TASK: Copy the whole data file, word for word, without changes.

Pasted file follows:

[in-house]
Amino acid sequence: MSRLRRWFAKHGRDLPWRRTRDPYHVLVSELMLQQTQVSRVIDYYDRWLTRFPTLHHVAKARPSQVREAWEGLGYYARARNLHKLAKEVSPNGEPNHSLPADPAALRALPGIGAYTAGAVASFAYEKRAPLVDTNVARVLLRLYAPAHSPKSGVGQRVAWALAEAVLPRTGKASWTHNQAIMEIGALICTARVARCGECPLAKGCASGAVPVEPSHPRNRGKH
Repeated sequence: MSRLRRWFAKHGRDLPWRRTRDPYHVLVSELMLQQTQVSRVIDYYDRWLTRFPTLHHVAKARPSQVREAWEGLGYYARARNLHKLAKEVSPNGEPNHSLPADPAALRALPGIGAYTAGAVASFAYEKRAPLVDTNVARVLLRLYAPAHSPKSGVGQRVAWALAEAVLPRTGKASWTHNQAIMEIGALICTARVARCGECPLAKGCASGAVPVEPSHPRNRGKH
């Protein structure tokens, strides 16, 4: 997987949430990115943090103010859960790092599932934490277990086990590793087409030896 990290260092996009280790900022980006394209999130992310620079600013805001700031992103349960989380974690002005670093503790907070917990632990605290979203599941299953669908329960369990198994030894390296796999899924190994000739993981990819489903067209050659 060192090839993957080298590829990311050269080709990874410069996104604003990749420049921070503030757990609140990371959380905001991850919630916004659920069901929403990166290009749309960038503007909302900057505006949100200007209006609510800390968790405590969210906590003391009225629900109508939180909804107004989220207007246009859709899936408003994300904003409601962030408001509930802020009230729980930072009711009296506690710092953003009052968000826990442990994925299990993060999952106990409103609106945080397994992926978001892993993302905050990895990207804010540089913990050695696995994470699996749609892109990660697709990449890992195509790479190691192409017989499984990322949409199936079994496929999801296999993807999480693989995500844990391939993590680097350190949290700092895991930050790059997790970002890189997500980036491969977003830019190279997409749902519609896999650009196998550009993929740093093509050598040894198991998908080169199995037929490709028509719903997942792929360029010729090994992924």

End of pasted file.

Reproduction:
[in-house]
Amino acid sequence: MSRLRRWFAKHGRDLPWRRTRDPYHVLVSELMLQQTQVSRVIDYYDRWLTRFPTLHHVAKARPSQVREAWEGLGYYARARNLHKLAKEVSPNGEPNHSLPADPAALRALPGIGAYTAGAVASFAYEKRAPLVDTNVARVLLRLYAPAHSPKSGVGQRVAWALAEAVLPRTGKASWTHNQAIMEIGALICTARVARCGECPLAKGCASGAVPVEPSHPRNRGKH
Repeated sequence: MSRLRRWFAKHGRDLPWRRTRDPYHVLVSELMLQQTQVSRVIDYYDRWLTRFPTLHHVAKARPSQVREAWEGLGYYARARNLHKLAKEVSPNGEPNHSLPADPAALRALPGIGAYTAGAVASFAYEKRAPLVDTNVARVLLRLYAPAHSPKSGVGQRVAWALAEAVLPRTGKASWTHNQAIMEIGALICTARVARCGECPLAKGCASGAVPVEPSHPRNRGKH
């Protein structure tokens, strides 16, 4: 997987949430990115943090103010859960790092599932934490277990086990590793087409030896 990290260092996009280790900022980006394209999130992310620079600013805001700031992103349960989380974690002005670093503790907070917990632990605290979203599941299953669908329960369990198994030894390296796999899924190994000739993981990819489903067209050659 060192090839993957080298590829990311050269080709990874410069996104604003990749420049921070503030757990609140990371959380905001991850919630916004659920069901929403990166290009749309960038503007909302900057505006949100200007209006609510800390968790405590969210906590003391009225629900109508939180909804107004989220207007246009859709899936408003994300904003409601962030408001509930802020009230729980930072009711009296506690710092953003009052968000826990442990994925299990993060999952106990409103609106945080397994992926978001892993993302905050990895990207804010540089913990050695696995994470699996749609892109990660697709990449890992195509790479190691192409017989499984990322949409199936079994496929999801296999993807999480693989995500844990391939993590680097350190949290700092895991930050790059997790970002890189997500980036491969977003830019190279997409749902519609896999650009196998550009993929740093093509050598040894198991998908080169199995037929490709028509719903997942792929360029010729090994992924």